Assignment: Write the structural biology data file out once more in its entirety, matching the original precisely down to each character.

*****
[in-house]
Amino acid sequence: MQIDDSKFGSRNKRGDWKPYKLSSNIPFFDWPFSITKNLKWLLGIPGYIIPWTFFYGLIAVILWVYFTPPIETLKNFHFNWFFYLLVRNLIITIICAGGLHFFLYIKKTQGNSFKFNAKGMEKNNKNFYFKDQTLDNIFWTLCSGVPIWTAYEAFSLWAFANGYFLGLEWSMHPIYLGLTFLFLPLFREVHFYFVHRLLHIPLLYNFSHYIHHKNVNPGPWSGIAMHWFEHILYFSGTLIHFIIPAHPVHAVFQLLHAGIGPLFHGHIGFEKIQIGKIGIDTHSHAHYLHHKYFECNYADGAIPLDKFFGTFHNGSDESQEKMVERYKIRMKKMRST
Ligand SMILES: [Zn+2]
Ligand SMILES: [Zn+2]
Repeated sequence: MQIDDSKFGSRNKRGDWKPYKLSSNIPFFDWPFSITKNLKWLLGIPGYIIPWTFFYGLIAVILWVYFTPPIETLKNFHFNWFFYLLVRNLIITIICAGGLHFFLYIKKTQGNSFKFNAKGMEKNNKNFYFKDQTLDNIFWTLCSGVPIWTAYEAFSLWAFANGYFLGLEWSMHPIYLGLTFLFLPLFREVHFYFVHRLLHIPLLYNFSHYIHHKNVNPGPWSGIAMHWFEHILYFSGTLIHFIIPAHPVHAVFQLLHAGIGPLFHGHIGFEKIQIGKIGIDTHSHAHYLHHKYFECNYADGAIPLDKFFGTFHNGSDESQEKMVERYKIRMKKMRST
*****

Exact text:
[in-house]
Amino acid sequence: MQIDDSKFGSRNKRGDWKPYKLSSNIPFFDWPFSITKNLKWLLGIPGYIIPWTFFYGLIAVILWVYFTPPIETLKNFHFNWFFYLLVRNLIITIICAGGLHFFLYIKKTQGNSFKFNAKGMEKNNKNFYFKDQTLDNIFWTLCSGVPIWTAYEAFSLWAFANGYFLGLEWSMHPIYLGLTFLFLPLFREVHFYFVHRLLHIPLLYNFSHYIHHKNVNPGPWSGIAMHWFEHILYFSGTLIHFIIPAHPVHAVFQLLHAGIGPLFHGHIGFEKIQIGKIGIDTHSHAHYLHHKYFECNYADGAIPLDKFFGTFHNGSDESQEKMVERYKIRMKKMRST
Ligand SMILES: [Zn+2]
Ligand SMILES: [Zn+2]
Repeated sequence: MQIDDSKFGSRNKRGDWKPYKLSSNIPFFDWPFSITKNLKWLLGIPGYIIPWTFFYGLIAVILWVYFTPPIETLKNFHFNWFFYLLVRNLIITIICAGGLHFFLYIKKTQGNSFKFNAKGMEKNNKNFYFKDQTLDNIFWTLCSGVPIWTAYEAFSLWAFANGYFLGLEWSMHPIYLGLTFLFLPLFREVHFYFVHRLLHIPLLYNFSHYIHHKNVNPGPWSGIAMHWFEHILYFSGTLIHFIIPAHPVHAVFQLLHAGIGPLFHGHIGFEKIQIGKIGIDTHSHAHYLHHKYFECNYADGAIPLDKFFGTFHNGSDESQEKMVERYKIRMKKMRST